Bundle of Joy started with seed money from the Busches and now runs on donations and fundraisers. A helmet Kyle Busch wore at a race at Bristol Motor Speedway sold for $15,000. "That's a baby," was Samantha Busch's immediate reaction when she heard the amount. "We equate everything in babies." She has that money earmarked for a family whose chances of getting pregnant REACH considers slim. "It's a $15,000 bet I'm willing to take," she says. "There's something telling me, We have to choose them."
A fan for life
No Bundle of Joy applicants have ever proclaimed themselves to be fans of NASCAR or Kyle Busch, not even Brendan, even though Kyle Busch has been his favorite driver since he and Jenn moved to Charlotte in 2005, Kyle's rookie season.
Jenn's favorite driver used to be Carl Edwards. But his sudden retirement over the winter has pushed her toward Martin Truex Jr. Jenn's reaction to Kyle before all of this was fairly typical of the anti-Busch crowd: She didn't like him. The traits Kyle Busch's fans love about him are the same ones that drive his detractors nuts -- he drives hard all the time, doesn't care who he upsets and speaks his mind, no matter the consequences.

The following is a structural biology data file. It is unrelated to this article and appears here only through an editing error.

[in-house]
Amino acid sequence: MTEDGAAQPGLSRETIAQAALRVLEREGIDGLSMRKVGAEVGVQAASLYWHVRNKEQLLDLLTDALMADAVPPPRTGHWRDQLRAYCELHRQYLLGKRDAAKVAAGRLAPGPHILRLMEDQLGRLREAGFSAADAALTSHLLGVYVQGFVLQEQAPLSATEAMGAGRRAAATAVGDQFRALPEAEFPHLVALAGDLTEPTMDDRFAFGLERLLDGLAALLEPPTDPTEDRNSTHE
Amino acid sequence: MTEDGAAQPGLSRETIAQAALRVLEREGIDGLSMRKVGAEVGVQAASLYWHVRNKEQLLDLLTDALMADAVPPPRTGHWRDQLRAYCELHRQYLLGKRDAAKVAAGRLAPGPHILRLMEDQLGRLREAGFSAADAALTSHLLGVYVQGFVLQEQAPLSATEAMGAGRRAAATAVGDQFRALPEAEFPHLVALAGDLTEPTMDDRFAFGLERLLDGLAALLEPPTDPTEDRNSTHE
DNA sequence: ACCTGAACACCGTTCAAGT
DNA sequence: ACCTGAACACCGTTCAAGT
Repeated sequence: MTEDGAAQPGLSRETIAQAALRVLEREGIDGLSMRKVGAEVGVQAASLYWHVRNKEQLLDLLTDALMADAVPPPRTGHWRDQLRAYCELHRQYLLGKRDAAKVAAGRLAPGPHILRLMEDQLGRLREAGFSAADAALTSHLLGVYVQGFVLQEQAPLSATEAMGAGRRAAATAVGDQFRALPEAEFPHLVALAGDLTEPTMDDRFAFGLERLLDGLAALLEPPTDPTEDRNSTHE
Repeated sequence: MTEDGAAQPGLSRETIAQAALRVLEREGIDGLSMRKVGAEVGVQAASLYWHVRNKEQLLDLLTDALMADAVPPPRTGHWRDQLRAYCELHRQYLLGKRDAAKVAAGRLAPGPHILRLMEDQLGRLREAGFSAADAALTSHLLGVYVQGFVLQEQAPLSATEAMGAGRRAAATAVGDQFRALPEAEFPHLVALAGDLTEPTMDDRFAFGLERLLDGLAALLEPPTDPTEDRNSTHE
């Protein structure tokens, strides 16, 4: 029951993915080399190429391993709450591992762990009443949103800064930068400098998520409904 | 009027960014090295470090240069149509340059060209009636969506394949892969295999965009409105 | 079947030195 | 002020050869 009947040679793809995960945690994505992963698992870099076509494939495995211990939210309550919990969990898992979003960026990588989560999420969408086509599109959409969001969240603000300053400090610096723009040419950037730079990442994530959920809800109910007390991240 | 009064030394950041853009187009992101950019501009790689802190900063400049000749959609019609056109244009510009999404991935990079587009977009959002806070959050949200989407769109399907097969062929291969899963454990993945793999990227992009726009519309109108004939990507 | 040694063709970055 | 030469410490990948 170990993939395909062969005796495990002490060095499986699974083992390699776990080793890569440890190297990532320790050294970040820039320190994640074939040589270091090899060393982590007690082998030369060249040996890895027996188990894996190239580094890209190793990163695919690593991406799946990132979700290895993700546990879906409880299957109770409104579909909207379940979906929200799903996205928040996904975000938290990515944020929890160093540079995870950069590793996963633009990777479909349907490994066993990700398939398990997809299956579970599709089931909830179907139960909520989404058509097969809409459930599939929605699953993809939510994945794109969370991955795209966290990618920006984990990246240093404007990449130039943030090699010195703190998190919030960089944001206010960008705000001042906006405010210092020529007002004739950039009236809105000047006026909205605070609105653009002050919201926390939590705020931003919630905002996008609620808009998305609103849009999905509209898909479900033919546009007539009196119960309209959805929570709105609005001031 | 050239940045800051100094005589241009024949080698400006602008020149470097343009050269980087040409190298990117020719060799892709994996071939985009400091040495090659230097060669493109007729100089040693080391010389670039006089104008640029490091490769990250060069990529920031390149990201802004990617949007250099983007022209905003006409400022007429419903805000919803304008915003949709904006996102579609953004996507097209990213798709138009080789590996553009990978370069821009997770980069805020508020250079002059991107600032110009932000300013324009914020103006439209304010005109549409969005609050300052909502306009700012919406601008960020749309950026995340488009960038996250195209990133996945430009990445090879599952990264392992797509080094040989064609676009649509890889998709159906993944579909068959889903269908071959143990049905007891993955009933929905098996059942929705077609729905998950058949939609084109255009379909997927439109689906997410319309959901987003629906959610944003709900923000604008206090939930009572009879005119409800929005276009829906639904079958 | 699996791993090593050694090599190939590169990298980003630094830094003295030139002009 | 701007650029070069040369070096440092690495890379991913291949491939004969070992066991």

But when Jenn was being interviewed by Bundle of Joy, she overheard him speaking in another room to a group of elementary school students, and she was amazed by how gracious he was to them. He didn't sound anything like the Kyle Busch who gets mouthy on TV.
Her husband needed no such reason to like him. "He definitely has my personality," Brendan says. "I like to see younger guys come up and succeed. It's good to see the underdog come out and not take any crap."
Bundle of Joy grants are awarded twice a year -- once in May around Brexton's birthday and again around Christmas. In November 2015, Kyle Busch won what is now known as the Monster Energy NASCAR Cup championship. His responsibilities after that -- go here, do this, talk to this group, etc. -- delayed the Christmas-time awarding of Bundle of Joy grants that year because he and Samantha did not have sufficient time to review the applications. As a result, the Sullivans found out later than they otherwise would've that they had been awarded the grant, and therefore Carson was born later than he maybe otherwise would've been.